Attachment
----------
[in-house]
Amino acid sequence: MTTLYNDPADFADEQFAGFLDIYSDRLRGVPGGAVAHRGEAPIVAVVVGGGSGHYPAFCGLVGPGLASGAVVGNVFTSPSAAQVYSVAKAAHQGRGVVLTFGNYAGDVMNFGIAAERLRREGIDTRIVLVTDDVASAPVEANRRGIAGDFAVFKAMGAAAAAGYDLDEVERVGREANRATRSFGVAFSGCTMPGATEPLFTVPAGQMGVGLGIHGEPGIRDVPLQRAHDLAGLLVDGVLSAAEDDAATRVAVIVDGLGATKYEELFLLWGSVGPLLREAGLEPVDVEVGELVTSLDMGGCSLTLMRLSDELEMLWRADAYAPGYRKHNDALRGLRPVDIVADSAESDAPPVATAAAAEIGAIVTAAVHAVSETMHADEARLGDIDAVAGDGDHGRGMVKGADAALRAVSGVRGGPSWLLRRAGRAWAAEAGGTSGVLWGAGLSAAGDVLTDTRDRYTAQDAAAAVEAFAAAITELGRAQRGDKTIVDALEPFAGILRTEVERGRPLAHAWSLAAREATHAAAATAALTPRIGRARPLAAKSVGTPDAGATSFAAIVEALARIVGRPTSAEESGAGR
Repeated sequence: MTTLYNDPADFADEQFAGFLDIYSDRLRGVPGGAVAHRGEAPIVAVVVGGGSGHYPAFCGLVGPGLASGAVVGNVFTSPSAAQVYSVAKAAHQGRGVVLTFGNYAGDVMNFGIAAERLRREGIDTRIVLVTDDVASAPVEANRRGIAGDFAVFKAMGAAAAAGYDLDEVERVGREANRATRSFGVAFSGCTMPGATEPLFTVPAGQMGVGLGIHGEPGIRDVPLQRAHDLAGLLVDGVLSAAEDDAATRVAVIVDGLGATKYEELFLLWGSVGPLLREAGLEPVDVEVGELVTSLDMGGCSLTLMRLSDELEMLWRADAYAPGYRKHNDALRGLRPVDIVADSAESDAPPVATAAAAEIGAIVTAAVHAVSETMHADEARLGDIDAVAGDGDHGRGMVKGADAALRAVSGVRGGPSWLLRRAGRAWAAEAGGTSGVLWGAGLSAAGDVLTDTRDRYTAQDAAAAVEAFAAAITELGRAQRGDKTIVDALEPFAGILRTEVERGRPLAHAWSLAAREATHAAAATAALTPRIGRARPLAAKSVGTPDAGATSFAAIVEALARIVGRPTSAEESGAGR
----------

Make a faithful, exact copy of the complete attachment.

[in-house]
Amino acid sequence: MTTLYNDPADFADEQFAGFLDIYSDRLRGVPGGAVAHRGEAPIVAVVVGGGSGHYPAFCGLVGPGLASGAVVGNVFTSPSAAQVYSVAKAAHQGRGVVLTFGNYAGDVMNFGIAAERLRREGIDTRIVLVTDDVASAPVEANRRGIAGDFAVFKAMGAAAAAGYDLDEVERVGREANRATRSFGVAFSGCTMPGATEPLFTVPAGQMGVGLGIHGEPGIRDVPLQRAHDLAGLLVDGVLSAAEDDAATRVAVIVDGLGATKYEELFLLWGSVGPLLREAGLEPVDVEVGELVTSLDMGGCSLTLMRLSDELEMLWRADAYAPGYRKHNDALRGLRPVDIVADSAESDAPPVATAAAAEIGAIVTAAVHAVSETMHADEARLGDIDAVAGDGDHGRGMVKGADAALRAVSGVRGGPSWLLRRAGRAWAAEAGGTSGVLWGAGLSAAGDVLTDTRDRYTAQDAAAAVEAFAAAITELGRAQRGDKTIVDALEPFAGILRTEVERGRPLAHAWSLAAREATHAAAATAALTPRIGRARPLAAKSVGTPDAGATSFAAIVEALARIVGRPTSAEESGAGR
Repeated sequence: MTTLYNDPADFADEQFAGFLDIYSDRLRGVPGGAVAHRGEAPIVAVVVGGGSGHYPAFCGLVGPGLASGAVVGNVFTSPSAAQVYSVAKAAHQGRGVVLTFGNYAGDVMNFGIAAERLRREGIDTRIVLVTDDVASAPVEANRRGIAGDFAVFKAMGAAAAAGYDLDEVERVGREANRATRSFGVAFSGCTMPGATEPLFTVPAGQMGVGLGIHGEPGIRDVPLQRAHDLAGLLVDGVLSAAEDDAATRVAVIVDGLGATKYEELFLLWGSVGPLLREAGLEPVDVEVGELVTSLDMGGCSLTLMRLSDELEMLWRADAYAPGYRKHNDALRGLRPVDIVADSAESDAPPVATAAAAEIGAIVTAAVHAVSETMHADEARLGDIDAVAGDGDHGRGMVKGADAALRAVSGVRGGPSWLLRRAGRAWAAEAGGTSGVLWGAGLSAAGDVLTDTRDRYTAQDAAAAVEAFAAAITELGRAQRGDKTIVDALEPFAGILRTEVERGRPLAHAWSLAAREATHAAAATAALTPRIGRARPLAAKSVGTPDAGATSFAAIVEALARIVGRPTSAEESGAGR